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I was sweeping my kitchen floor today when I discovered two shards of glass. They were the remnants from a drinking glass that had shattered several weeks ago while we were cooking dinner. I remember how careful I had been that night, scouring the floor to find every last piece. Then, when it seemed impossible that there could be anything left, I swept the surface of the floor several times over, just for good measure.
In the days that followed, I made sure to walk across the room with caution. Always on the lookout for any strays that were sure to turn up. It wasn’t long before I forgot about the broken glass altogether, after all, I had diligently searched for any remaining pieces. Surely, I had found and discarded of the whole thing.
And then, as if out of thin air, those two pieces appeared today. They had become lodged into a corner beneath our countertop. I didn’t notice the glass right away. In fact, it wasn’t until my broom knocked the pieces loose and sent them sliding across the floor did I happen to see them as they reflected beneath the overhead light. There I stood looking down at the pieces that had somehow alluded me several weeks prior. I was so confident in my efforts, that I had once again taken to walking around barefoot. In that moment, it occurred to me that although I didn’t step on the jagged glass, I very well could have. The thought also crossed my mind that it was possible (rather it was more of a likelihood) that there were other shards of glass still lurking in the corners and crevices of the kitchen. And that no amount of searching and sweeping could make them come loose, until they simply just… did.
This incident reminded me of the healing process.
Since coming to terms with my past, there have been so many moments where I have told myself, “Whew! That was hard. I’ve gotten through it, and now it’s over.” No sooner do I tell myself this than I find myself right back where I started, open wound exposed, as if I hadn’t just spent months trying to process thoughts and feelings. It’s during those times of sadness that I begin to believe that I hadn’t dealt with my past at all. It only seemed to be a vicious cycle, without an expiration date. Ideas such as that one were conducive to giving in and giving up. If it’s never truly over, what would be the point of fighting it?
It wasn’t until that moment in the kitchen when I discovered the glass on the floor, when I realized that I was viewing my past in the wrong way. While my emotions regarding my past may seem to be set in circular motion, perhaps it’s more like dealing with the remnants of a broken glass instead:
When I broke the glass, the pieces scattered everywhere. It took a very long time to pick up all of the pieces.
When my parents were incarcerated, my life as I knew it fell apart. It took years to pick up all of the pieces.
After I picked up all of the visible pieces of glass I swept the kitchen several times over, and walked carefully for days.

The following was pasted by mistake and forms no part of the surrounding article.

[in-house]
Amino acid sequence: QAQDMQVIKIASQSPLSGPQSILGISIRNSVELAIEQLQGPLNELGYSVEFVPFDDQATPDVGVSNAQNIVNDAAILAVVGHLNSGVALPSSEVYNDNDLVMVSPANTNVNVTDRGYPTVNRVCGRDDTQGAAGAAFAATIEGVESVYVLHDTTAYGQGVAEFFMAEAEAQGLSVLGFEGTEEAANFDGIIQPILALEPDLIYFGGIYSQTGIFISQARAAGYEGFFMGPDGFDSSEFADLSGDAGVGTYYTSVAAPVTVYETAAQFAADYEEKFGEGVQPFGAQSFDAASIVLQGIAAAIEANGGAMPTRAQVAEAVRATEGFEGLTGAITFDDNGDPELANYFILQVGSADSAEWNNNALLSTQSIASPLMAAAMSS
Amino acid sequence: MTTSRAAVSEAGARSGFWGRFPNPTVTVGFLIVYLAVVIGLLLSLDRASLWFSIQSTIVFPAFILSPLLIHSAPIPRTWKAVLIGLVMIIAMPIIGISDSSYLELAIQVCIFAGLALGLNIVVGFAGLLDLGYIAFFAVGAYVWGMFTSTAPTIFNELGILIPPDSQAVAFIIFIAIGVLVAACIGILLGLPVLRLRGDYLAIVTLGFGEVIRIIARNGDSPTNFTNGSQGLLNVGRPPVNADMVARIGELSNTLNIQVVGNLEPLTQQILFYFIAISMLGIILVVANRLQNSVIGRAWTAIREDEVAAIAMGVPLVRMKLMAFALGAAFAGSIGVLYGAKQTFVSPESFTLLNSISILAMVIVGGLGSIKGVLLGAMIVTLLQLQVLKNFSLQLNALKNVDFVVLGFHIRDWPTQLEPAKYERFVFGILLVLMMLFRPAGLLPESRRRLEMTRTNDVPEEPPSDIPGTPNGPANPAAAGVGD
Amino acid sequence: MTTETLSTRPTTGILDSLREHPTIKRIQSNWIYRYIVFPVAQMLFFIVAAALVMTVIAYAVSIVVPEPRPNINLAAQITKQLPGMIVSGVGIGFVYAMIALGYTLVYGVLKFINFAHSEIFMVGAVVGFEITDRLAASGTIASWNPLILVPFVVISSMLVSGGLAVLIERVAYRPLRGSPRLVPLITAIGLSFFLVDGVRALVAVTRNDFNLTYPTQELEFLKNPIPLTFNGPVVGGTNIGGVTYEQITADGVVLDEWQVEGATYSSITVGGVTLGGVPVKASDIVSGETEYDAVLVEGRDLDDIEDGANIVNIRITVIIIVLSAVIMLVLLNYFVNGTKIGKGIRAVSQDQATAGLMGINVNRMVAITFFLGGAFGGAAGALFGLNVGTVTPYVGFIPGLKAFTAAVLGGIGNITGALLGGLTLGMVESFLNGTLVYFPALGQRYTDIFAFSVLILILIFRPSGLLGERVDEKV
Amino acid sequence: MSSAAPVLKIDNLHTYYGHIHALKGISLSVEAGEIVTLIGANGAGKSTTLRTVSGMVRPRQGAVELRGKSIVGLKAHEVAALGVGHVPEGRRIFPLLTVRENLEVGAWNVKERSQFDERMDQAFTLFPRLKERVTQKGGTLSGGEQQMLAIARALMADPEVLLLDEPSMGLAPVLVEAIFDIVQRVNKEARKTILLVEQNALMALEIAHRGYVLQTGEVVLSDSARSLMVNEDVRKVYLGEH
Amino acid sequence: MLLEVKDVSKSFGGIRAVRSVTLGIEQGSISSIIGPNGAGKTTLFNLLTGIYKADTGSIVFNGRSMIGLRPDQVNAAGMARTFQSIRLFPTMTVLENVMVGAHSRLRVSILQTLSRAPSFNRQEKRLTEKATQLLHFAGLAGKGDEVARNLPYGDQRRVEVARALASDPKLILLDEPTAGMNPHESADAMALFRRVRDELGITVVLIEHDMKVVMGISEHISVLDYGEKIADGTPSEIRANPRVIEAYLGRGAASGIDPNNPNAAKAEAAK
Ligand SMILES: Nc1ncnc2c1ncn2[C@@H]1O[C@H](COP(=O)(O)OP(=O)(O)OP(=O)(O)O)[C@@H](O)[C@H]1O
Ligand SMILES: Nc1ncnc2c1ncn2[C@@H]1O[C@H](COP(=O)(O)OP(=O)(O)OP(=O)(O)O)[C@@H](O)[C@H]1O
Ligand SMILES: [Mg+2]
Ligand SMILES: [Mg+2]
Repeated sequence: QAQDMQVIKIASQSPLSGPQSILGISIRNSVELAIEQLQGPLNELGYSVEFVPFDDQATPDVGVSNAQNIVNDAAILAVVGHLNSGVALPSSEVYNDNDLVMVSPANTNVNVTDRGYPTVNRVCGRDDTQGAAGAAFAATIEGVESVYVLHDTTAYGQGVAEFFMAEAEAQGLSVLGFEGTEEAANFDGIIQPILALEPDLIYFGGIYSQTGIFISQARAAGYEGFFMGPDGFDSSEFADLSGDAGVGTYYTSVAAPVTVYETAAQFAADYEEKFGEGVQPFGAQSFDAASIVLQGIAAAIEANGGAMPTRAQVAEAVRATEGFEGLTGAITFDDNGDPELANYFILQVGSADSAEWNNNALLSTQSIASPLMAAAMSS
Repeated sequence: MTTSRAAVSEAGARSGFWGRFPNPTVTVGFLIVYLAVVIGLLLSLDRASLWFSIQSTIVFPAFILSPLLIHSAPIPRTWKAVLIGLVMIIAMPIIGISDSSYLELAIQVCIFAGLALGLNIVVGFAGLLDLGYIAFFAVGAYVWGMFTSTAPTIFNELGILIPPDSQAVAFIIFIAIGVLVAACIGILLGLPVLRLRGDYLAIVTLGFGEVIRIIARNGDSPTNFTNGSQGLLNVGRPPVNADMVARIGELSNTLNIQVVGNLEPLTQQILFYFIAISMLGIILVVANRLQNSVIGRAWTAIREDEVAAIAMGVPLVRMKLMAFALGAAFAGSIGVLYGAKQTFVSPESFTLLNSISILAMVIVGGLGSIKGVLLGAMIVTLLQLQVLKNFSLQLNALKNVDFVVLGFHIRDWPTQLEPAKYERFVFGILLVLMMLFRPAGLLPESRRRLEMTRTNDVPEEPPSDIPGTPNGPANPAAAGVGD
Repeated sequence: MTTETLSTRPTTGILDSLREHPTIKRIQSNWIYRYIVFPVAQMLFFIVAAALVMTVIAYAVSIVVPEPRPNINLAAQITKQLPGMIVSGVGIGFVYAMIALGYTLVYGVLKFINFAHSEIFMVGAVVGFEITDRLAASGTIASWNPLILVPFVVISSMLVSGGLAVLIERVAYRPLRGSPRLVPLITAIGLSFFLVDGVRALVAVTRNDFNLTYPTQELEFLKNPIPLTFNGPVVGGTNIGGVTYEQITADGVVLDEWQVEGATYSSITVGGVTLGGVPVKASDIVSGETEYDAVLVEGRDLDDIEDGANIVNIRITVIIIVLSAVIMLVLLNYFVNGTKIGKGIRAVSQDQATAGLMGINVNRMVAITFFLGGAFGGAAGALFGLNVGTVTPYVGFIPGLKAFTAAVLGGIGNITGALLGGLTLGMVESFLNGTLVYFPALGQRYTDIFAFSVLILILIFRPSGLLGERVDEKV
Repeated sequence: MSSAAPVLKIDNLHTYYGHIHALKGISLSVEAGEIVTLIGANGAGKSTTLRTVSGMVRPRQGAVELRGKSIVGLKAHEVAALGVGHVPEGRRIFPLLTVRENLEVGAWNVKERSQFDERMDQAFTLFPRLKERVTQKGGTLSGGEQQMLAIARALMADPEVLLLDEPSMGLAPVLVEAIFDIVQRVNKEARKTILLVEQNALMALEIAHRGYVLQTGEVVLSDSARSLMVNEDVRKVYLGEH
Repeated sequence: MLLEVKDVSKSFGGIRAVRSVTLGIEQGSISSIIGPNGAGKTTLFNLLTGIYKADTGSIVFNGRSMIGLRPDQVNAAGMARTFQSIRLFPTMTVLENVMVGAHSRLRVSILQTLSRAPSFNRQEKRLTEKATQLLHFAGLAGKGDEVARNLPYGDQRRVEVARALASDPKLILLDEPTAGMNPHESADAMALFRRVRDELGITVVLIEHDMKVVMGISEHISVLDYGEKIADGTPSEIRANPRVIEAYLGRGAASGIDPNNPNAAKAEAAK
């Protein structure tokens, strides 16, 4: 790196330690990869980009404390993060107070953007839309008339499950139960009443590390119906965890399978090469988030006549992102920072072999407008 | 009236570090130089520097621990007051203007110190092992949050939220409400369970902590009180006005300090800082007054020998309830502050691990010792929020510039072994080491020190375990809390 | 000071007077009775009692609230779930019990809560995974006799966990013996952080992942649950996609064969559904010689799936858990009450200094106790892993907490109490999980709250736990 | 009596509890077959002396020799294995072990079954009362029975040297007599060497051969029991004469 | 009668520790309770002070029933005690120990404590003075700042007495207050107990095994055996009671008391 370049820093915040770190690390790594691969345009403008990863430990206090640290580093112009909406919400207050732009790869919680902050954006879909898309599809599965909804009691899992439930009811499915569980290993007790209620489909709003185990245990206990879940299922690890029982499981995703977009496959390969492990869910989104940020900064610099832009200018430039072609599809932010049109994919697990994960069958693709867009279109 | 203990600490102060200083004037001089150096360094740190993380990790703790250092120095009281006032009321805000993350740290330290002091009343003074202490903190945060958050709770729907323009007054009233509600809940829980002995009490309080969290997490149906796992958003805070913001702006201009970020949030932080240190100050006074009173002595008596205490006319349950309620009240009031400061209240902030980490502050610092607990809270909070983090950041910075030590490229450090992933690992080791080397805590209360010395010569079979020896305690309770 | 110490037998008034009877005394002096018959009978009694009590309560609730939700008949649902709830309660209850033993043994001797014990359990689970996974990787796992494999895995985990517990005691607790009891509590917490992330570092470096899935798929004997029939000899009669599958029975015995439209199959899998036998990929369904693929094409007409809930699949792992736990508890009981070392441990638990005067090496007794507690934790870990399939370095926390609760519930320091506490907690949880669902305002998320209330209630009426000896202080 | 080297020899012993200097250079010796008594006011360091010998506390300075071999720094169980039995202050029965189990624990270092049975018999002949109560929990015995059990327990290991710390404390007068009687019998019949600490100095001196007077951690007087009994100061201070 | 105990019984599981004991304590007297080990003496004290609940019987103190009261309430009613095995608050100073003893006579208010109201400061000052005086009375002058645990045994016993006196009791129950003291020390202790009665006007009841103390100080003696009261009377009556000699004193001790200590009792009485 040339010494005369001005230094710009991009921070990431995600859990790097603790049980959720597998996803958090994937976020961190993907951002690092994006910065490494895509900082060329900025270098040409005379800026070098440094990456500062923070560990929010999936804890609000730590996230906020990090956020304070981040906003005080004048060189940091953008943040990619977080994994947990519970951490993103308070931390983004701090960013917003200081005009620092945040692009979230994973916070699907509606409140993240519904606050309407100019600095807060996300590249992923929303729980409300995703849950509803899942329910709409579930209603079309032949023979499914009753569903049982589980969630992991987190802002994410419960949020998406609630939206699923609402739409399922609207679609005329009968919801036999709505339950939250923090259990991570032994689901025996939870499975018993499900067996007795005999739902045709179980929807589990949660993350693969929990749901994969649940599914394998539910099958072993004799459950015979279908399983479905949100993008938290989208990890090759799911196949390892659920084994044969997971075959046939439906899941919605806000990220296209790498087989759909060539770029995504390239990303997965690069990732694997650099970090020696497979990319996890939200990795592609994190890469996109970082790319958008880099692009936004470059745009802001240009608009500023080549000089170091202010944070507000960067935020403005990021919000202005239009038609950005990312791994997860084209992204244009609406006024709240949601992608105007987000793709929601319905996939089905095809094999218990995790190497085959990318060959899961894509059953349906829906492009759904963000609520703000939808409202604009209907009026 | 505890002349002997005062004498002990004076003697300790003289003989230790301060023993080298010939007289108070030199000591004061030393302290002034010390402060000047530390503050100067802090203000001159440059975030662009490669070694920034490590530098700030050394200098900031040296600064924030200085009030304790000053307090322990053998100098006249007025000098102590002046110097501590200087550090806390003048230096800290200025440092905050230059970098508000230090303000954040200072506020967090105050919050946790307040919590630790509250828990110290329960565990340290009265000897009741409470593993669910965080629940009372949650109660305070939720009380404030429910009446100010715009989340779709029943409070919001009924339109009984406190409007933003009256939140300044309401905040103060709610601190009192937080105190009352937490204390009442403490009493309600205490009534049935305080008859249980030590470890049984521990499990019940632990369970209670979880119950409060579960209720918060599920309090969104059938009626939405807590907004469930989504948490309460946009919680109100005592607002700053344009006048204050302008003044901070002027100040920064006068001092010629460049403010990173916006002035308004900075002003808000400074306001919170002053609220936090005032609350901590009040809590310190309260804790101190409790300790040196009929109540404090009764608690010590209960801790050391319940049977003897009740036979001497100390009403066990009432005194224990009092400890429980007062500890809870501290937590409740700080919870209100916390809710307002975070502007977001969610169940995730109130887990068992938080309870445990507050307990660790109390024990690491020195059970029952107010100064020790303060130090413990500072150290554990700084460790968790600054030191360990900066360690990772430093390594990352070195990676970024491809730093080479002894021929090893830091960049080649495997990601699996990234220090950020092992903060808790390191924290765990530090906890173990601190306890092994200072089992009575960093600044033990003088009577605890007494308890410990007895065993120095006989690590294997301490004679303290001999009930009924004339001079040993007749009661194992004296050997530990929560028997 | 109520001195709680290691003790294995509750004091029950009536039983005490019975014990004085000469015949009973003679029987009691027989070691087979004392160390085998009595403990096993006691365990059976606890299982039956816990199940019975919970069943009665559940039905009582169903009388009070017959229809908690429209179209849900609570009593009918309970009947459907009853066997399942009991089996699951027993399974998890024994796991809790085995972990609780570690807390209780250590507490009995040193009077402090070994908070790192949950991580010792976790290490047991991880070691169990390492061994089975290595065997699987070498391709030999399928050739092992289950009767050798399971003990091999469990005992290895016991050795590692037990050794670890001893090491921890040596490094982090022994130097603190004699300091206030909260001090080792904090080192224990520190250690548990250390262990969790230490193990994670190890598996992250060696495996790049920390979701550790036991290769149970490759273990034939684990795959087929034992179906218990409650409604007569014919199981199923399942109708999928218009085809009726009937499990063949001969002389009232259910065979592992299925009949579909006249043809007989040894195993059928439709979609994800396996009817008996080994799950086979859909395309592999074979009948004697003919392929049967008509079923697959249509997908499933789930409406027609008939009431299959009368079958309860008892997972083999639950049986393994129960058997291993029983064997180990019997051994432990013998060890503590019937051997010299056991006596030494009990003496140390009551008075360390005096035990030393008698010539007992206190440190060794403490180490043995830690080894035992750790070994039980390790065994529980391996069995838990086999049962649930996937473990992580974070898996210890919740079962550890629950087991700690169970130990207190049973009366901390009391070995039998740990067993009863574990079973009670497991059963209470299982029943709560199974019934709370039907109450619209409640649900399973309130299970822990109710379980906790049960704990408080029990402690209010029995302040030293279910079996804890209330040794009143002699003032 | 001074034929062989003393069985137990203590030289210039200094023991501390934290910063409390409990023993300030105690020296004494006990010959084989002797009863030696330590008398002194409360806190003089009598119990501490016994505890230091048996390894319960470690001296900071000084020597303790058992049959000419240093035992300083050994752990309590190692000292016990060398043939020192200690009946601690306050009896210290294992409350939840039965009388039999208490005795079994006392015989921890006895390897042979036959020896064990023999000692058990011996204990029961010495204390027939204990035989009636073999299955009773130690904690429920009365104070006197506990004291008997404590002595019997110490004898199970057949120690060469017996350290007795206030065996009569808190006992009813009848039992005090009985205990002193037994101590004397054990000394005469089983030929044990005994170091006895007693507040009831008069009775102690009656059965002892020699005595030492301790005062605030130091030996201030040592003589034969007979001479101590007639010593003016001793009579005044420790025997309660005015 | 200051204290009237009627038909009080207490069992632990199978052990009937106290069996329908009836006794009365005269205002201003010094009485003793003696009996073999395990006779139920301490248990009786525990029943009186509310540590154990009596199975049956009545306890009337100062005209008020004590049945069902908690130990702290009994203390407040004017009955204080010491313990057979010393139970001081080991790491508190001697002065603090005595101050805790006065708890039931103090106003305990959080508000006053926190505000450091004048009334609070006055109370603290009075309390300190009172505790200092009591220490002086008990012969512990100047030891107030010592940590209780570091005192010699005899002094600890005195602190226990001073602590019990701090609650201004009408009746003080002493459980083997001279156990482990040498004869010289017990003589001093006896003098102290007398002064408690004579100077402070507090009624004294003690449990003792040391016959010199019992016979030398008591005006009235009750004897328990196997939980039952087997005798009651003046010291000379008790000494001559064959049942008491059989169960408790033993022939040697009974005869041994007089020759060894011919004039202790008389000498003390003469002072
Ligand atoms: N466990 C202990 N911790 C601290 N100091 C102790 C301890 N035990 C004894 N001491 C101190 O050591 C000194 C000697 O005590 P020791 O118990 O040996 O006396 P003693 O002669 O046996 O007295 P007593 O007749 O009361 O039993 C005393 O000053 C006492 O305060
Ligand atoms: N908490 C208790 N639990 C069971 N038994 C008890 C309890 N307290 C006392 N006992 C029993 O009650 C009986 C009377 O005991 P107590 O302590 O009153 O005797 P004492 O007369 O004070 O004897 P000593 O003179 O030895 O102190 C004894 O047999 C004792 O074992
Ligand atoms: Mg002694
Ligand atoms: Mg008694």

After my parents were gone, my brothers and sisters and I were left to fend for ourselves. We didn’t know what we were doing much less how to manage money, or run a household. But slowly and surely we managed to pull together and make some semblance of order. But even after things settled down I kept waiting for the other shoe to drop. I didn’t trust anyone for fear that I would allow them to get too close only to pull the rug from beneath me.
Soon, I began to walk through the kitchen barefoot. I trusted the steps that I had taken to eradicate all of the broken shards. I felt safe.
Soon, I began to trust people again. I got married, bought a house, adopted a dog. I had learned to trust the steps I had taken to overcome my fear and depression.
Out of nowhere a broken piece of glass appeared which could have resulted in injury.
Out of nowhere a forgotten memory resurfaces, and along with it, the pain and fear.
The broken piece of glass certainly looked the same as all of the other pieces. If stepped on, it definitely would’ve felt the same. But it was not evidence that the entire glass had somehow magically found it’s way back into my kitchen. I had discarded those pieces and they were long gone. This shard was just one piece of a much larger glass. Nothing more. Nothing less.
The feeling of fear and rejection, although familiar, is not evidence of my weakness. It may hurt just as much as it did years ago, but it is just one piece of a much larger wound. Nothing more. Nothing less.
Like the piece of glass that I discovered in my kitchen, is it possible that there are other remnants of my past, lurking in the corners and crevices of my mind? Absolutely. But now I know that no amount of soul searching is going to make them come loose, until they simply just… do. And when that happens, I will tend to my wound and deal with the broken pieces, knowing that it’s ok to hurt…just as much as it’s ok to trust.
Peter Combs is a 28 year old husband, writer and former foster child. He currently lives with his wife, Renee, in Atlanta, Georgia. Peter is the author of the blog Home.